Kansas City ministers are pursuing a petition drive to rename The Paseo for Martin Luther King Jr. The renaming would cost $160,000 and could bring a legal fight, but the City Council could avoid that mess by making a choice now.
Former Kansas City Mayor Kay Barnes will be honored when the Grand Ballroom at Bartle Hall is renamed for her. But Kansas City could do a lot more to celebrate the woman who led the way on the Sprint Center and transformed downtown.
Missouri Secretary of State Jay Ashcroft told Congress Wednesday that voter fraud is an "exponentially greater threat" than election hacking. He's incorrect, and with midterm elections just months away, it's worrisome.
The Villages, a Kansas nonprofit that has long helped troubled juveniles, has a government contract to house migrant children who have been separated from their parents as a result of the Trump administration's "zero tolerance" policy.
Drew Erdmann is the first chief operating officer in Missouri state history. He should be the last. Erdmann, whose annual salary is $125,000, was appointed COO last year when then-Gov. Eric Greitens created the position.
Kansas Secretary of State Kris Kobach isn't giving up on his unfair, vote-suppressing law just because a federal judge has found it unconstitutional. He can't, because that's what the Republican gubernatorial candidate is running on.
Republicans Pat Roberts, Roy Blunt, Jerry Moran and Kevin Yoder are right to say we can't keep tearing children away from their migrant parents. But President Donald Trump is still falsely insisting that this treachery has been forced on him.
Missouri Gov. Mike Parson selected a respected state senator in Mike Kehoe to be the state's lieutenant governor. But questions remain about whether the governor even has the authority to name a second-in-command.
Missouri Influencers have said infrastructure repairs should be a top priority in the state. A proposal to increase the gas tax in November is a good start, but more will need to be done to develop a broad-based approach to road repairs.
Three people were killed Thursday in two shootings involving Kansas City police. The department appeared to justify the incidents before investigation could even begin, undercutting public confidence in the inquiries that should follow.
Missouri Gov. Mike Parson is showing a willingness to learn about Kansas City's biggest issues, and he says he wants to spend a day in our city. Here's where Parson should go and who he should meet during his visit.
The idea of an elected official blocking constituents on social media is absurd on its face. Yet former Missouri Gov. Eric Greitens and then-Lt. Gov. Mike Parson were doing just that. To his credit, Parson has pledged to give up this bad habit.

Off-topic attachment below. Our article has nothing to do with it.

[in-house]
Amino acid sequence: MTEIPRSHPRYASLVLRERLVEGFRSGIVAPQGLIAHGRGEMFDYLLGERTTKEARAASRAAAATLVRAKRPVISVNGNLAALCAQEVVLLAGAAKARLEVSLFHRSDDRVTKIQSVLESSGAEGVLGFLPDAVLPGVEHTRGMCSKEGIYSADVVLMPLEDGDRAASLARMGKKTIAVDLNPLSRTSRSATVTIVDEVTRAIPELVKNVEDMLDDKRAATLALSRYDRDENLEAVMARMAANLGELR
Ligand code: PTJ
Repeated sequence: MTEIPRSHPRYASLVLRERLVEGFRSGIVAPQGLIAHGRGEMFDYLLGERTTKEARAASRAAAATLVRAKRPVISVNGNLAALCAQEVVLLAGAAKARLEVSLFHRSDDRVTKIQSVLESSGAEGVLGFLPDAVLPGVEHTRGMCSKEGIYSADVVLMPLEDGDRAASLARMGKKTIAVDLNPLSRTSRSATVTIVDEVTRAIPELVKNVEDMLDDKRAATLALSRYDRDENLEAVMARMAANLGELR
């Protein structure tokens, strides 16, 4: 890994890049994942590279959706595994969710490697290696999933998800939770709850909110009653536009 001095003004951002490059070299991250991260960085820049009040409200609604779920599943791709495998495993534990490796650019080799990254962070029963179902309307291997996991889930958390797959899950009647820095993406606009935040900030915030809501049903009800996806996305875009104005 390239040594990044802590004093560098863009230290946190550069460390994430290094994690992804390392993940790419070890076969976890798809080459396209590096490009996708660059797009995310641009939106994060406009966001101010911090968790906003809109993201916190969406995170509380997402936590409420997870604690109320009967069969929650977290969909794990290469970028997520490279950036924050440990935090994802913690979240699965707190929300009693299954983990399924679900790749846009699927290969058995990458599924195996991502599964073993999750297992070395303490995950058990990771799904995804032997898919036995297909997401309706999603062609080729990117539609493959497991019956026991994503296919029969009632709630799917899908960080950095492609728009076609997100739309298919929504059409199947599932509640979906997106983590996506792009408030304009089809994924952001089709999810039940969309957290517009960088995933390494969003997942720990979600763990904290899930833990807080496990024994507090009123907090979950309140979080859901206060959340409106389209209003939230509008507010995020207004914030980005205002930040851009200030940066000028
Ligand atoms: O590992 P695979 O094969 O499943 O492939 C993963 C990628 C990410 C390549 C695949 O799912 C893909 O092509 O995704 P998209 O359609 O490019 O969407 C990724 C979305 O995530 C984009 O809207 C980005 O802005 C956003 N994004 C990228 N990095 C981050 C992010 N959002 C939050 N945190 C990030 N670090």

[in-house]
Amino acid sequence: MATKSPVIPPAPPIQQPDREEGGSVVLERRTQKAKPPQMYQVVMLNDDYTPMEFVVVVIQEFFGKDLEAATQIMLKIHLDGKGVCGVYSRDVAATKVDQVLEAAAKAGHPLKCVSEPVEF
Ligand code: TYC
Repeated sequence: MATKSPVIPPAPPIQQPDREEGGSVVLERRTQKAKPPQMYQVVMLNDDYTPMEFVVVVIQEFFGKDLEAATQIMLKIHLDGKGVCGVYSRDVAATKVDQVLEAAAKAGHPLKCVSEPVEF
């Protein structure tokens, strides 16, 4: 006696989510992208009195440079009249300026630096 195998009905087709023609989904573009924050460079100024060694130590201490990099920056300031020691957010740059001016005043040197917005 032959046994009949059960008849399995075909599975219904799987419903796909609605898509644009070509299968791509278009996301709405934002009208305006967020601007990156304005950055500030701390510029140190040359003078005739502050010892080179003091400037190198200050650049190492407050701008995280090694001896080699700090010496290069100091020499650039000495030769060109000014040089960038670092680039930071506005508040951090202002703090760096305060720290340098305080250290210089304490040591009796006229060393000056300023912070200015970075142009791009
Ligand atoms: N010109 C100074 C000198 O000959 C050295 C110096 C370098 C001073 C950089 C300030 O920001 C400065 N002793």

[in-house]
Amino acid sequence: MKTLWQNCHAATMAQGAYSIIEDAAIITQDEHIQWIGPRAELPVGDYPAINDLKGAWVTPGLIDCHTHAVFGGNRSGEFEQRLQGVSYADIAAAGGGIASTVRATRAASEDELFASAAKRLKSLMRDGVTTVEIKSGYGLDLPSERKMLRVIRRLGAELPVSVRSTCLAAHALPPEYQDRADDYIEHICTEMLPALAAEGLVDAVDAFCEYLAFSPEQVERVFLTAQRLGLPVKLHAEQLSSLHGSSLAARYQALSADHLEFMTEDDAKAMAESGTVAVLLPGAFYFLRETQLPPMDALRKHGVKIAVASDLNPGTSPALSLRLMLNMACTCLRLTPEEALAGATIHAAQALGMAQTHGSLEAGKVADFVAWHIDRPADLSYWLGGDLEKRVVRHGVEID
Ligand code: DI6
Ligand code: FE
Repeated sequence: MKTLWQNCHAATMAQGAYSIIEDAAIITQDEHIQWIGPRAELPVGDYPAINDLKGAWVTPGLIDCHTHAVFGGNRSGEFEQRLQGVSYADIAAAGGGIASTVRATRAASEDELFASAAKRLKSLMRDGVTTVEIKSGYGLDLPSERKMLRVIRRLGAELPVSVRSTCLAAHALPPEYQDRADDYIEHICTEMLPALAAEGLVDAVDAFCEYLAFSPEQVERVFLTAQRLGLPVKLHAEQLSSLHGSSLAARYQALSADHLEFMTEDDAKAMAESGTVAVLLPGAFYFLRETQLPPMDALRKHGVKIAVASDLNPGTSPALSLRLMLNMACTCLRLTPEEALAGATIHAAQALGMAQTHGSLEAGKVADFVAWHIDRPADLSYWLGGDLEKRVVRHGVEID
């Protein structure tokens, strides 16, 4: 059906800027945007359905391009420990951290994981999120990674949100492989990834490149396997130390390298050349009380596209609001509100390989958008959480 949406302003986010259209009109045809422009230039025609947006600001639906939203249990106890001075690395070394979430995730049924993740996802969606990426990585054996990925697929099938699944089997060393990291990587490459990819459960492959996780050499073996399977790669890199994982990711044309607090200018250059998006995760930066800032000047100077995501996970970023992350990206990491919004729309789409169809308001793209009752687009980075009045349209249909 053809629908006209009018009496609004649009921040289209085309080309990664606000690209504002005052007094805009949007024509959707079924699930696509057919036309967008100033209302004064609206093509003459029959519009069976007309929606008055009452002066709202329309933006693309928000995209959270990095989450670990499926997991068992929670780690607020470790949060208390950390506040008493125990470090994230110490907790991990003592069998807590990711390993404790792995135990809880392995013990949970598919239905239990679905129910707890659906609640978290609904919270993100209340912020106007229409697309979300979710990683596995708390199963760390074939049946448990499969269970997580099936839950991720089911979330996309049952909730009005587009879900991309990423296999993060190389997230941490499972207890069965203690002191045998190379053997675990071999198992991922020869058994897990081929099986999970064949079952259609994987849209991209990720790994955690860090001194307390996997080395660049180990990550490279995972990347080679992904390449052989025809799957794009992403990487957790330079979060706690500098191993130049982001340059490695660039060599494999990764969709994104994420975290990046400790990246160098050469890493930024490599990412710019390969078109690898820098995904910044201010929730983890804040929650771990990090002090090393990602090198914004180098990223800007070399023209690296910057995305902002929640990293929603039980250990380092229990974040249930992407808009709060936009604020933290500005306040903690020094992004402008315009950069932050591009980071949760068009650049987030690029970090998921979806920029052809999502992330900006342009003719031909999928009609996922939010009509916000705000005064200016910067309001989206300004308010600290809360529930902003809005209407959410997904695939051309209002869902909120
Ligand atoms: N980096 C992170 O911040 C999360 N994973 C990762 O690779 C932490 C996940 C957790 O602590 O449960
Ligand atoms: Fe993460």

For all the attention to every uptick and every drop in violent crime statistics, there is only so much that Kansas City police can do without more cooperation from the community. If Kansas City can change that, we'll all be safer.
People will pour into Kansas City’s historic 18th & Vine District this weekend for various events that celebrate the rich history of African Americans in the area. But the commemoration should stretch far beyond jazz, barbecue and baseball.
Prosecutors in counties across the country maintain a database of rogue police officers who have come under scrutiny for dishonesty and other misdeeds. In the Kansas City metro area, only one of five county prosecutors keeps such a list.
Work on Kansas City's new airport terminal is already in progress, but delays are already emerging. The City Council should act now to ensure there's sufficient public oversight of the complicated project at KCI.
Kansas City's Arrowhead Stadium is on the short list to host a 2026 World Cup match. Bringing the largest sporting event in the world to town would be a boon, but what will it cost the city to score this goal?
The Kansas Supreme Court has set a June 30 deadline to close schools if they aren't fully funded. The Legislature made progress this year with an injection of $500 million, and justices should give lawmakers more time to fix the problem.
At the Environmental Protection Agency's listening session in Kansas City Wednesday, Kansas City's mayor explains why he and other cities' officials support continuing the Obama administration's policy.